Delving into the role of oxytocin was sort of a test drive for the experimental system. It had been believed that this hormone mediates pro-social behavior. But findings have been conflicting, and some have proposed another hypothesis, termed “social salience” stating that oxytocin might be involved in amplifying the perception of diverse social cues, which could then result in pro-social or antagonistic behaviors, depending on such factors as individual character and their environment.
To test the social salience hypothesis, the team used mice in which they could gently activate the oxytocin-producing cells in the hypothalamus, placing them first in the enriched, semi-natural lab environments. To compare, they repeated the experiment with mice placed in the standard, sterile lab setups.
In the semi-natural environment, the mice at first displayed heightened interest in one another, but this was soon accompanied by a rise in aggressive behavior. In contrast, increasing oxytocin production in the mice in classical lab conditions resulted in reduced aggression. “In an all-male, natural social setting, we would expect to see belligerent behavior as they compete for territory or food,” says Anpilov. “That is, the social conditions are conducive to competition and aggression. In the standard lab setup, a different social situation leads to a different effect for the oxytocin.”
If the “love hormone” is more likely a “social hormone,” what does that mean for its pharmaceutical applications? “Oxytocin is involved, as previous experiments have shown, in such social behaviors as making eye contact or feelings of closeness,” says Eren, “but our work shows it does not improve sociability across the board. Its effects depend on both context and personality.” This implies that if oxytocin is to be used therapeutically, a much more nuanced view is needed in research: “If we want to understand the complexities of behavior, we need to study behavior in a complex environment. Only then can we begin to translate our findings to human behavior,” she says.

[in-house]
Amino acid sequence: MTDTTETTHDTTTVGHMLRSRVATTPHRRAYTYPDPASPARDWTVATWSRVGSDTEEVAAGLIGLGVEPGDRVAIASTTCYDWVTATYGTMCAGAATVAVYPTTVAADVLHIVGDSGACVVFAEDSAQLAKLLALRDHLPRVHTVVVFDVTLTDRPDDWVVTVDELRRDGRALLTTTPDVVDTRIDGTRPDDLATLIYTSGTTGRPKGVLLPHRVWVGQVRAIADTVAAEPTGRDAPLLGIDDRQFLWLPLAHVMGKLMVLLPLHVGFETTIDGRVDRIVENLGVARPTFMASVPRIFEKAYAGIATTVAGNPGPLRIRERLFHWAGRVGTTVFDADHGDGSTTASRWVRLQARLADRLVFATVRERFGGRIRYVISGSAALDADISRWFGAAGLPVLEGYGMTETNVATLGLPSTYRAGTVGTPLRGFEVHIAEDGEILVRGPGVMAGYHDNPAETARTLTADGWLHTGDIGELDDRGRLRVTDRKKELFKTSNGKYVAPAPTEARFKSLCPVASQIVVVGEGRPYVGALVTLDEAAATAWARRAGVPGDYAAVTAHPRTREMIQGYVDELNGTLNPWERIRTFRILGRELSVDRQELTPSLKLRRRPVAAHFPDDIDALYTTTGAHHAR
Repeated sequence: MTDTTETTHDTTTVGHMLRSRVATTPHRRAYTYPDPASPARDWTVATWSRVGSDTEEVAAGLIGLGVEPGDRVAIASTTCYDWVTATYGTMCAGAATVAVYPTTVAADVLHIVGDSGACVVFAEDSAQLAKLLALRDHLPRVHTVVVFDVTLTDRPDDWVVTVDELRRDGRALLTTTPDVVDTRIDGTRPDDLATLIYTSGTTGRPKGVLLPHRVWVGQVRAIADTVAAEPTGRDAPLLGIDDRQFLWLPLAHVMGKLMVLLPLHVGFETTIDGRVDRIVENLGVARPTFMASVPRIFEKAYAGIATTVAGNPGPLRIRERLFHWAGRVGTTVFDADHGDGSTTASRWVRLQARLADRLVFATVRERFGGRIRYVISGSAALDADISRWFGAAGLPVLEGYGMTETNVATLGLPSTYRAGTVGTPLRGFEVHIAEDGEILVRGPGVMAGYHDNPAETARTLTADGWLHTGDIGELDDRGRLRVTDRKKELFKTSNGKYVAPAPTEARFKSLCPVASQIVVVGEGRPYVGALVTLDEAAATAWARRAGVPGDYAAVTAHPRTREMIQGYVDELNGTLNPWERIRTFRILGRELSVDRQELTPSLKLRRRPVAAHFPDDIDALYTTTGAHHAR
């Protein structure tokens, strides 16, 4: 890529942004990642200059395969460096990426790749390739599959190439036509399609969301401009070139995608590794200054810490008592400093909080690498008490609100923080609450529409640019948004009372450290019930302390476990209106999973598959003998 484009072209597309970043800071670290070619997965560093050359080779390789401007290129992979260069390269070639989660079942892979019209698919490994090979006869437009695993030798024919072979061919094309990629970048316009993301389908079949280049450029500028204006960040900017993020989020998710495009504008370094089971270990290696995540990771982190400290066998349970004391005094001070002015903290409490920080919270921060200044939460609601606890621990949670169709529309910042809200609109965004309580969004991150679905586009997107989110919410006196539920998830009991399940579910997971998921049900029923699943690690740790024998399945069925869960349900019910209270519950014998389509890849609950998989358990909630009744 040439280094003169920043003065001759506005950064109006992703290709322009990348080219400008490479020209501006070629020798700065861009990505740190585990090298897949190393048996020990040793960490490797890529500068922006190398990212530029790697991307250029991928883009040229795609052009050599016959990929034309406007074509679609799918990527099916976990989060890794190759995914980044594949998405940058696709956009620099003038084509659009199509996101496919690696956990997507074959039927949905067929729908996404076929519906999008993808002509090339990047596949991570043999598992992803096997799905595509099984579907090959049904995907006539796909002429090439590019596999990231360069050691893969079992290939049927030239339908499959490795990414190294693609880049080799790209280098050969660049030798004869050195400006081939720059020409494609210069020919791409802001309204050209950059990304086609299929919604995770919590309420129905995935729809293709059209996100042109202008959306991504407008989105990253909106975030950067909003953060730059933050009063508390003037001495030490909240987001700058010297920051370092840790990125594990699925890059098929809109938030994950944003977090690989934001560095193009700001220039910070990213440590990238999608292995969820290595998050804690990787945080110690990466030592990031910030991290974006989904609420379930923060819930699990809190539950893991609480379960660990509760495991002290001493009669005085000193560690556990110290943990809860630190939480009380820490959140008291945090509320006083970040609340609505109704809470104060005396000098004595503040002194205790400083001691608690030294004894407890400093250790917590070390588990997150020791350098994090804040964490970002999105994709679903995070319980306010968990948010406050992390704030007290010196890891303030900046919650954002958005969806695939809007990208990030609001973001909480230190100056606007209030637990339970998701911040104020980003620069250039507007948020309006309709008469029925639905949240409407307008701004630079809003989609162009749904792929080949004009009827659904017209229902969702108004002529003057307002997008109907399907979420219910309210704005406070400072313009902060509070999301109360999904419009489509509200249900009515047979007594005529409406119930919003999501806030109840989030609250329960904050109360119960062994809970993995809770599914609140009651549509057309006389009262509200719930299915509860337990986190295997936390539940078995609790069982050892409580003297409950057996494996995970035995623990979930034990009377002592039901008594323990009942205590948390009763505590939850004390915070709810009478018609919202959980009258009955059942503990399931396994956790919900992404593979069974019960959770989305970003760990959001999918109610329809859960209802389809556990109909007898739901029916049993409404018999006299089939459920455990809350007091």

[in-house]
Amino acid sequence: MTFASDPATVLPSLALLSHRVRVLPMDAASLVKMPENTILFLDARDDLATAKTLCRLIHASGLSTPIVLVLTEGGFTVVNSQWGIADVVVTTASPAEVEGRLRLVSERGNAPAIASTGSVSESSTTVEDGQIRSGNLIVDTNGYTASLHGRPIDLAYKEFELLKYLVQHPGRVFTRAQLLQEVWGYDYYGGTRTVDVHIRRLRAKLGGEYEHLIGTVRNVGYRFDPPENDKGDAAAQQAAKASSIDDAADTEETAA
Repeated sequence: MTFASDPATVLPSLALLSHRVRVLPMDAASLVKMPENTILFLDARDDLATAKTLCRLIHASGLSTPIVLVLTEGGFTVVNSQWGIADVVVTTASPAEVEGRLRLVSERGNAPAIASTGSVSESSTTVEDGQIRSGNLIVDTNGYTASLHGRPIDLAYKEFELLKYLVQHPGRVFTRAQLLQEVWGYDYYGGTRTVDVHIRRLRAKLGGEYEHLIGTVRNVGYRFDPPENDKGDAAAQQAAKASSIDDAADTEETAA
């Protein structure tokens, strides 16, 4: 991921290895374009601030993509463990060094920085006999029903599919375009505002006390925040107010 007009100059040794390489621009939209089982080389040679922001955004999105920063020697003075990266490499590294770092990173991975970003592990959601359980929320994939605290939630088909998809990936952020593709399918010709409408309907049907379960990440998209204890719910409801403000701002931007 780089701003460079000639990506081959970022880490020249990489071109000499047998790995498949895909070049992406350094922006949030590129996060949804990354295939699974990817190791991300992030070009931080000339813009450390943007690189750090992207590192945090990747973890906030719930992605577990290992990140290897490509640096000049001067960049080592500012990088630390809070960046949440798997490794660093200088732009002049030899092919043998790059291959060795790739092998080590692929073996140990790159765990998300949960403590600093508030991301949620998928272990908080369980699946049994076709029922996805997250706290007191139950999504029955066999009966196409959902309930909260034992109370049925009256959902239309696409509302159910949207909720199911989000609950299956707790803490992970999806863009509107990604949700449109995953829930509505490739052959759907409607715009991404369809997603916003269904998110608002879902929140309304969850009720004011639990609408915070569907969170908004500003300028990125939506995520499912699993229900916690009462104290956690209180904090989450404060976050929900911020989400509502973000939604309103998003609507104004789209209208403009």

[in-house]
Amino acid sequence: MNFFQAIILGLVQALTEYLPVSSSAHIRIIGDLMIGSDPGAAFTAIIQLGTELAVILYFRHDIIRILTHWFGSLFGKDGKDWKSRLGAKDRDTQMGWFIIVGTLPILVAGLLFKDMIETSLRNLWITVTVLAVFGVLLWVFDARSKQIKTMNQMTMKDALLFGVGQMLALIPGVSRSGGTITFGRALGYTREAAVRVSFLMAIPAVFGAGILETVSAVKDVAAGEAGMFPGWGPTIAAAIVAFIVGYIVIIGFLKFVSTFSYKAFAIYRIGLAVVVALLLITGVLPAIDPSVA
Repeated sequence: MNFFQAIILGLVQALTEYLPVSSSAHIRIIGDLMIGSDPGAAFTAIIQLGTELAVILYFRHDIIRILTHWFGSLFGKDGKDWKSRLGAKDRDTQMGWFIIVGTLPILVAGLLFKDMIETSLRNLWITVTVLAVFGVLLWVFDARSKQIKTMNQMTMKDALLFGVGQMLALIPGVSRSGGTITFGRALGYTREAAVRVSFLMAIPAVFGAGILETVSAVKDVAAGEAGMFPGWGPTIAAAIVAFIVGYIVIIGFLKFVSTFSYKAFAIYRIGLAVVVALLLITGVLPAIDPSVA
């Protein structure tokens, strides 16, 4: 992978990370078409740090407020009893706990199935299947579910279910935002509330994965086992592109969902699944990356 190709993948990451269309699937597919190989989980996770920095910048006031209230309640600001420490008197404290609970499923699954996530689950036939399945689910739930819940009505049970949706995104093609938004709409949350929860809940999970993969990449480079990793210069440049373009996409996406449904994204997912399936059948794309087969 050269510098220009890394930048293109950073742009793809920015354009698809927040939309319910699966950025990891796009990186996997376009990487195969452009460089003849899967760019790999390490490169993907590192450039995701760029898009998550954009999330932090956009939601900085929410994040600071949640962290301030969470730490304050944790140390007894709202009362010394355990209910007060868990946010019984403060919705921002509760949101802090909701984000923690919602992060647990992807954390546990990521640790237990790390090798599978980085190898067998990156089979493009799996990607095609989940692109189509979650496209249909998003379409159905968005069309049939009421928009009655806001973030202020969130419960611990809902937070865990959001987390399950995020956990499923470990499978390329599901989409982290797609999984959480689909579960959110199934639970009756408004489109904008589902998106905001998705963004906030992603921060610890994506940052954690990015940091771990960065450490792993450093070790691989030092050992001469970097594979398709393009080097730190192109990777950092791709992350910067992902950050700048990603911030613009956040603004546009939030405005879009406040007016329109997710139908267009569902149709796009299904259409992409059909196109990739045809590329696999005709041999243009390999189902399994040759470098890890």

Participating in this research were scientists at the Max Planck Institute for Psychiatry in Munich, including research students Asaf Benjamin and Stoyo Karamihalev, staff scientist Dr. Julien Dine and postdoctoral fellow Dr. Oren Forkosh of the Chen lab; Prof. Shlomo Wagner and postdoctoral fellow Dr. Hala Harony-Nicolas of Haifa University; Prof. Inga Neumann and research student Vinicius Oliveira of Regensburg University, Germany; and electrical engineer Avi Dagan.
Prof. Alon Chen’s research is supported by the Ruhman Family Laboratory for Research in the Neurobiology of Stress; the Perlman Family Foundation, Founded by Louis L. and Anita M. Perlman; the Fondation Adelis; Bruno Licht; and Sonia T. Marschak. Prof. Chen is the incumbent of the Vera and John Schwartz Professorial Chair in Neurobiology.
Prof. Ofer Yizhar’s research is supported by the Ilse Katz Institute for Material Sciences and Magnetic Resonance Research; the Adelis Brain Research Award; and Paul and Lucie Schwartz, Georges and Vera Gersen Laboratory.